Instant Pot Bone broth is new to me. Back in the before-before time, when I didn’t have an instant pot, I experimented mightily to figure out how to make slow cooker bone broth in two days. I even called it “Magically Easy.” It was pretty easy, other than the wait.
Now that I have my Instant Pot? Well, the difference is just ridiculous. I can do the same thing it took me days to accomplish in a couple hours now.
Bone broth is great for cooking, in place of stock or even water. Sometimes people sip it like soup, especially when they’re feeling under the weather. I sometimes use it as the liquid required for my Instant Pot cooking. It’s very handy for adding a little extra nutrition and flavor to lots of dishes.
The bones are full of great vitamins and minerals. The gelling of the broth lets you know you’re getting lots of the good stuff out of the bones. And Instant Pot bone broth gels up great!
In fact, if you make a lot of broth, the ease and speed of Insta-potting it might be enough to justify the pot purchase all by itself. This is without me even getting started on the amazingness of homemade yogurt! (Believe you me, you don’t want to get me started! I am obsessed with that stuff. Even I am getting sick of hearing how much I love it.)
Now, when you read up on bone broth, you’ll see lots of people tell you that you must source some kind of specific and special bones, from emotionally well-adjusted, free-range, grass-fed animals who sipped on thrice-purified, organic cucumber water while listening to classical music under a waxing moon.
Or something like that. To be honest, I kind of tune all that stuff out.
Do what you feel good about, okay? Personally, I save the bones from our normal (non-organic) dinners. I also save scraps of veggies that are not suitable for cooking or past their prime. I just stuff it all into baggies and toss in the freezer. When I get enough ingredients assembled, I whip up a batch of 2-hour instant pot bone broth. Easy, peasy.
I’m not including nutritional information because I have no idea what exact scraps you’ll be using. But we’re talking mostly bone-and-veggie-infused water, you know? So the carbs are going to be negligible–especially since you’ll strain out the vegetables at the end. So count it if you like, as you like.
Don’t have an Instant Pot? Check out my Slow Cooker Broth.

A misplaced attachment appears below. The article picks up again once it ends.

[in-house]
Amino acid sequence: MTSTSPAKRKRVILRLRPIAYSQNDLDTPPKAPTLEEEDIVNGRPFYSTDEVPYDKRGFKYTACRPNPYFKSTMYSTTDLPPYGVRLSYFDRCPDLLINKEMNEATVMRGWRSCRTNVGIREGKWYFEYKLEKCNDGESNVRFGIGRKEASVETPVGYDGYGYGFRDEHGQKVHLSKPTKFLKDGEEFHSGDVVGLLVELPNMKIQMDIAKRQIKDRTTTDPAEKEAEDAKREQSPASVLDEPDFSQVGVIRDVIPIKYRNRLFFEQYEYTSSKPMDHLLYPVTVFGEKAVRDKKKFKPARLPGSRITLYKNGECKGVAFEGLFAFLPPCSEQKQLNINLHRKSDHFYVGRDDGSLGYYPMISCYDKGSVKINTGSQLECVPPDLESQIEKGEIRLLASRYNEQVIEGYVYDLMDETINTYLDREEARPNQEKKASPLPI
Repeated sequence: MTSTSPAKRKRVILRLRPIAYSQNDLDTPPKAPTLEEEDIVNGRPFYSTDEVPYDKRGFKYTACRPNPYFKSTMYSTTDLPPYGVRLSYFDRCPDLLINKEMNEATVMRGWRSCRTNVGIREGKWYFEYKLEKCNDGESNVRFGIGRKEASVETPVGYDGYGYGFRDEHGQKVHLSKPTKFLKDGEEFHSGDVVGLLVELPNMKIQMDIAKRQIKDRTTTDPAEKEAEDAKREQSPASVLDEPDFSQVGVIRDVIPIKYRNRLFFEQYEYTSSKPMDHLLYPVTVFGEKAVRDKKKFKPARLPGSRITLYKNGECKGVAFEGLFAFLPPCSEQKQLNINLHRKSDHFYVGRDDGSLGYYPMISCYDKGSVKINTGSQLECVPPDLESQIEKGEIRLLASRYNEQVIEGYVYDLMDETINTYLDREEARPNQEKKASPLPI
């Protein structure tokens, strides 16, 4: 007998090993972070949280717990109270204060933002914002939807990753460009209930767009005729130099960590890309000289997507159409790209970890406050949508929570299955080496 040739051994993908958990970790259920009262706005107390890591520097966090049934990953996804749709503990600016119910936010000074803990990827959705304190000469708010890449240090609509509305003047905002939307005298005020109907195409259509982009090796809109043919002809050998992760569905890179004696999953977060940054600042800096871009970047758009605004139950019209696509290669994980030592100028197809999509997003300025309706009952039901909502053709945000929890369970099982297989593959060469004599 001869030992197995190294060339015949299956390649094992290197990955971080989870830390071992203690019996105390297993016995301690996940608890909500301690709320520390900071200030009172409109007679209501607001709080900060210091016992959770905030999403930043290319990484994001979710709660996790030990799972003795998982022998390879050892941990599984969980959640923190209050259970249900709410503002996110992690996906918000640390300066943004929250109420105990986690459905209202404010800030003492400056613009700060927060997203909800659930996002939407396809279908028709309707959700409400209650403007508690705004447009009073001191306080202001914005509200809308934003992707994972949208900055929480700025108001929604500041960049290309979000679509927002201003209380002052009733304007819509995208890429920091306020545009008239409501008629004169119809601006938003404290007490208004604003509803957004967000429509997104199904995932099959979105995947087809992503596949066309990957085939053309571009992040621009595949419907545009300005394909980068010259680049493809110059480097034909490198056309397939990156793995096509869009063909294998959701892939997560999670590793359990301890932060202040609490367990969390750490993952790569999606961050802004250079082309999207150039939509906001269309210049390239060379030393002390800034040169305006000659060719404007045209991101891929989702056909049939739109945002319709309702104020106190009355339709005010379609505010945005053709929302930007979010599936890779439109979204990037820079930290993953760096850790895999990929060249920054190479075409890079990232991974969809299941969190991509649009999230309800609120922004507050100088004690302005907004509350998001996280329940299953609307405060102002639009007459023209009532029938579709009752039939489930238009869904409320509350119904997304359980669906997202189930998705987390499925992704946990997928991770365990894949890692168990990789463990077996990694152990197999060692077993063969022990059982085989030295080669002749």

2-Hour Instant Pot Bone Broth
Faster, easier, and healthier than ever.
- 1 pile bones
- 1/2 cup apple cider vinegar
- 1 bunch leftover vegetables
- water to cover bones
Roasting the Bones (Optional)
Preheat oven to 350F. Cover a baking sheet with foil and spread the bones in a single layer.
Roast the bones about 25 minutes, until a lovely golden brown and your house smells like a Christmas feast! This (optional) step enhances the flavor.
Scoop up your bones, along with any meaty bits that stick to the foil to add it all in the broth. Mmmm, flavor!
Starting the Broth
Add bones, apple cider vinegar and veggies to your Instant Pot. Cover everything with water.
Close up your Instant Pot lid (vent set to sealing) and set your pot to cook at high pressure, 120 minutes.
Allow a natural pressure release (NPR) for about 15 minutes. If there is remaining pressure and you're just impatient, a quick release (QR) at this point is fine.
Strain out the bones and veggie bits to discard.
What remains is your broth. I roasted my bones a little bit too long, as you can tell from the dark brown color.
Keep broth in the fridge for up to a week. To preserve it longer, freeze to grab as needed. I use these baby food trays with lids to freeze mine in conveniently-sized portions.
You can use less Apple Cider Vinegar if you want. Or if you don't have any on hand, try adding some lemon juice instead. You won't notice the taste in the finished broth, but it helps leech the good stuff out of the bones.
Some people suggest using filtered water. I don't know why exactly, but I do have a filtering pitcher I normally use. The water does taste better, so there's that.
If you separate bones by type, the broth flavor will reflect that (e.g. beef broth, chicken broth, turkey broth). Unroasted bones make a lighter broth than roasted. I usually mix and match bones unless we're talking turkey. The turkey bones get their own broth in my house. Mmmm, turkey broth!
I often pull out an Instant Pot bone broth cube or two to toss in the pan when cooking meat to add a little extra flavor, or use them as a base for sauces. Once you have them on hand, you’ll think of all kinds of uses for them.
I really love knowing I’m getting a healthy addition to my recipes while making good use of food that would otherwise go to waste. Definitely a win all the way around.
Do you make broth? How do you use yours?